The Librarian's Guide to Graphic Novels for Children and Tweensby David S. Serchay
Build a blockbuster collection and manage it with "super-human" success! Graphic novels tell the stories, star the heroes (real and fictional) and address the issues relevant to youngsters and tweens in a style that holds their interest and keeps them coming back for more! More than merely comic books-and not always rated "PG"-they have an important educational
Build a blockbuster collection and manage it with "super-human" success! Graphic novels tell the stories, star the heroes (real and fictional) and address the issues relevant to youngsters and tweens in a style that holds their interest and keeps them coming back for more! More than merely comic books-and not always rated "PG"-they have an important educational component as well. In addition to being great for readers who are challenged by large chunks of text, graphic novels take advantage of the flexibility of nimble young minds that have grown up immersed in a multimedia world. Make no mistake, these works are not easy reads-they demand all the language and literacy skills educators strive to instill in their students, including: active decoding, comprehension, fluency, vocabulary building, sequencing and more. This must-have resource on developing your collection of this important format will give you a wealth of tips and practical advice about buying, recommending, cataloging, and shelving. Youth services specialist David Serchay shares the insights of librarians, media specialists, and vendors around the country about how best to build and manage graphic novel collections. You'll find this guide's annotated list of highly recommended titles invaluable.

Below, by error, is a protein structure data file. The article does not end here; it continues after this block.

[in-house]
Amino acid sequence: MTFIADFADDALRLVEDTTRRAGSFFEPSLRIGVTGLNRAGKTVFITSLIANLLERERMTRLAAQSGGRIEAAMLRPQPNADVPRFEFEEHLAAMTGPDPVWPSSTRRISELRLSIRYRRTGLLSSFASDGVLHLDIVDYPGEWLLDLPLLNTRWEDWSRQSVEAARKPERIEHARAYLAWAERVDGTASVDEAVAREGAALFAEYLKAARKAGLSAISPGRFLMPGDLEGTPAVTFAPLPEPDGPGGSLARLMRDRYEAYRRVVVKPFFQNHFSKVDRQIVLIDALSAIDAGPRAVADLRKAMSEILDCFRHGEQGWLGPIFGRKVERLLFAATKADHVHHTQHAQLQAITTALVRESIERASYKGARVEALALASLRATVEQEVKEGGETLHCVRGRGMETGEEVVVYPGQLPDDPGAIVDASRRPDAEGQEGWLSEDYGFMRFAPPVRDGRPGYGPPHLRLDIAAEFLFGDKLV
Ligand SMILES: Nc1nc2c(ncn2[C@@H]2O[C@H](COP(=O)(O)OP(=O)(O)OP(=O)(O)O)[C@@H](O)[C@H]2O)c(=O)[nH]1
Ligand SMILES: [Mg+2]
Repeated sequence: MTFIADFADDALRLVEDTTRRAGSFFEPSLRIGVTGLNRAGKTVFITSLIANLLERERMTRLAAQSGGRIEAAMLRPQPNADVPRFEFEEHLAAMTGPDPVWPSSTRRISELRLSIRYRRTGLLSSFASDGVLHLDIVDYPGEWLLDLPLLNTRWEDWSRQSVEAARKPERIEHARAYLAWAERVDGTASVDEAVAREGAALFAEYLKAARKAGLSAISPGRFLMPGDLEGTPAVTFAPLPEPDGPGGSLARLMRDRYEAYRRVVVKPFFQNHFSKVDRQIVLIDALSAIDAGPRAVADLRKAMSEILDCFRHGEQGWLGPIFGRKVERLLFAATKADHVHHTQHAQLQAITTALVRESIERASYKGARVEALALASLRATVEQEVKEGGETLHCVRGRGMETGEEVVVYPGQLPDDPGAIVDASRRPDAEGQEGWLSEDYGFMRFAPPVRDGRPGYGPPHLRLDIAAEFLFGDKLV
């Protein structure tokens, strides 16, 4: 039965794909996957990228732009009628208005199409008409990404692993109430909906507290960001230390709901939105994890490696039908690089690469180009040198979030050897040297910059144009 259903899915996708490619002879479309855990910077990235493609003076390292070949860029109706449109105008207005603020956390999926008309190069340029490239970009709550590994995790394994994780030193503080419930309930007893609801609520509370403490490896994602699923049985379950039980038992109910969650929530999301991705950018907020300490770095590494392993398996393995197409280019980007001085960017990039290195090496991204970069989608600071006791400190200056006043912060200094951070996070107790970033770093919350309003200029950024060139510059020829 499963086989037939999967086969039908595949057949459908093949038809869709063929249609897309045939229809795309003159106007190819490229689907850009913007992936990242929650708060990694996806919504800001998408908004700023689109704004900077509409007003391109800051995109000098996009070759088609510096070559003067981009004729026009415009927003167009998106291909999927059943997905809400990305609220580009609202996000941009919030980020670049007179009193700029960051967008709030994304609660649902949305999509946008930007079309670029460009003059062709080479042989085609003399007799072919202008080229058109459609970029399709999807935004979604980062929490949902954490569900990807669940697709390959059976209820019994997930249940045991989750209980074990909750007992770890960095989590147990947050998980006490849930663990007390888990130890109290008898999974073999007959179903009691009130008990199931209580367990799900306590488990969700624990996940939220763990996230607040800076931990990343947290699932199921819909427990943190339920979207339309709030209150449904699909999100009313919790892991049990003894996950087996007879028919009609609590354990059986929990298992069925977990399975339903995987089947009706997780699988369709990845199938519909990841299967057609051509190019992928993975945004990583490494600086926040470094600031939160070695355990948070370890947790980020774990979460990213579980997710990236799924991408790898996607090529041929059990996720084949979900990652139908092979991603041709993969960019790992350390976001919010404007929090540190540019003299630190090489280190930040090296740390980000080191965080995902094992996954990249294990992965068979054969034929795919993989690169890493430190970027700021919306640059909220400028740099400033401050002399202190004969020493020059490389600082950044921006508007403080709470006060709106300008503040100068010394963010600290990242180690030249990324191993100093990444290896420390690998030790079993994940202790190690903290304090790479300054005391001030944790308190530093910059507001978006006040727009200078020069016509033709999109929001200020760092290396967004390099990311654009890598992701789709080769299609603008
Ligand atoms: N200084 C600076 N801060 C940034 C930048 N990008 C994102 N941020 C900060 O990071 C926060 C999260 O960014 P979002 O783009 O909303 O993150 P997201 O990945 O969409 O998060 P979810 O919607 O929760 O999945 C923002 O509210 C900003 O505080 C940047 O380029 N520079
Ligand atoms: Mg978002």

In this most up-to-date of a dozen guides for librarians, Serchay goes far beyond recommending titles for readers up to age 12. Including a wealth of practical advice, Part 1 provides historical and genre background, Part 2 covers the whys and hows of building the collection, and Part 3 reviews ways to manage, promote, and maintain the collection. This is "Graphic Novels 101" for newbies but longer and more comprehensive than prior books, including such details as racial diversity in comics and what GN-related services are offered by specific library vendors and likely to offer new information to many GN veterans. One appendix annotates around 230 recommended titles and series, while additional appendixes list book and online resources. By comparison, Michele Gorman's Getting Graphic! Comics for Kids (LJ 3/15/08) focuses only on recommended titles and series, about half as many. However, Gorman's book is valuable for its longer annotations and lower price. Michael Pawuk's massive Graphic Novels: A Genre Guide (LJ 7/08) includes titles for younger readers but has no age index and is designed solely as a catalog of suggested works. Serchay's book is highly and enthusiastically recommended for libraries serving children and tweens. Look for his matching guide to graphic novels for adults, coming next year.-M.C.
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